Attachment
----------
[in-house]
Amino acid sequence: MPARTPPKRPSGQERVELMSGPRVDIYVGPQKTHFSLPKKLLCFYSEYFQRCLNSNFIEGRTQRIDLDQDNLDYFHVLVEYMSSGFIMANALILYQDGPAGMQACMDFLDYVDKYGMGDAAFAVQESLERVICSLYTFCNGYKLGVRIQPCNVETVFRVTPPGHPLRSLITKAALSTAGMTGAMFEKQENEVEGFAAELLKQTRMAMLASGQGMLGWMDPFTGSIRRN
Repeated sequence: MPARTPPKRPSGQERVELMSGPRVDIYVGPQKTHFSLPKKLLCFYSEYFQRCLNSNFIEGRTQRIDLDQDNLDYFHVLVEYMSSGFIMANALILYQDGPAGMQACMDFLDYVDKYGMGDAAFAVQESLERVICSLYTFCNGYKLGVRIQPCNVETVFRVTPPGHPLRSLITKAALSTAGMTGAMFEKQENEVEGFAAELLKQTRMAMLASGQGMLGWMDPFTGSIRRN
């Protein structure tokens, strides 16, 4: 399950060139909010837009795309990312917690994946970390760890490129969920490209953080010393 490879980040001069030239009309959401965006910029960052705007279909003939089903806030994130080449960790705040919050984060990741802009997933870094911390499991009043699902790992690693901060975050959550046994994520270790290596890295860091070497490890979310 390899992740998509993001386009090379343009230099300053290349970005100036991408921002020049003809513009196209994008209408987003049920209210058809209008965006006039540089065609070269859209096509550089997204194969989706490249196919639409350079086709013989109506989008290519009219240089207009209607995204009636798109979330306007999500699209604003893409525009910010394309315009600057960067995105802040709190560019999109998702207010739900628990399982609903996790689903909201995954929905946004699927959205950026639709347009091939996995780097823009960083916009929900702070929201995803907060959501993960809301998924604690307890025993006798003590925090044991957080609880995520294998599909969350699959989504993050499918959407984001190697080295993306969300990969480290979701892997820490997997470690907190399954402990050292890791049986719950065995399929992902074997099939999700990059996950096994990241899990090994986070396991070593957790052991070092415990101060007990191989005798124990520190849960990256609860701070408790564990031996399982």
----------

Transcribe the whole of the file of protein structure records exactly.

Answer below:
[in-house]
Amino acid sequence: MPARTPPKRPSGQERVELMSGPRVDIYVGPQKTHFSLPKKLLCFYSEYFQRCLNSNFIEGRTQRIDLDQDNLDYFHVLVEYMSSGFIMANALILYQDGPAGMQACMDFLDYVDKYGMGDAAFAVQESLERVICSLYTFCNGYKLGVRIQPCNVETVFRVTPPGHPLRSLITKAALSTAGMTGAMFEKQENEVEGFAAELLKQTRMAMLASGQGMLGWMDPFTGSIRRN
Repeated sequence: MPARTPPKRPSGQERVELMSGPRVDIYVGPQKTHFSLPKKLLCFYSEYFQRCLNSNFIEGRTQRIDLDQDNLDYFHVLVEYMSSGFIMANALILYQDGPAGMQACMDFLDYVDKYGMGDAAFAVQESLERVICSLYTFCNGYKLGVRIQPCNVETVFRVTPPGHPLRSLITKAALSTAGMTGAMFEKQENEVEGFAAELLKQTRMAMLASGQGMLGWMDPFTGSIRRN
């Protein structure tokens, strides 16, 4: 399950060139909010837009795309990312917690994946970390760890490129969920490209953080010393 490879980040001069030239009309959401965006910029960052705007279909003939089903806030994130080449960790705040919050984060990741802009997933870094911390499991009043699902790992690693901060975050959550046994994520270790290596890295860091070497490890979310 390899992740998509993001386009090379343009230099300053290349970005100036991408921002020049003809513009196209994008209408987003049920209210058809209008965006006039540089065609070269859209096509550089997204194969989706490249196919639409350079086709013989109506989008290519009219240089207009209607995204009636798109979330306007999500699209604003893409525009910010394309315009600057960067995105802040709190560019999109998702207010739900628990399982609903996790689903909201995954929905946004699927959205950026639709347009091939996995780097823009960083916009929900702070929201995803907060959501993960809301998924604690307890025993006798003590925090044991957080609880995520294998599909969350699959989504993050499918959407984001190697080295993306969300990969480290979701892997820490997997470690907190399954402990050292890791049986719950065995399929992902074997099939999700990059996950096994990241899990090994986070396991070593957790052991070092415990101060007990191989005798124990520190849960990256609860701070408790564990031996399982």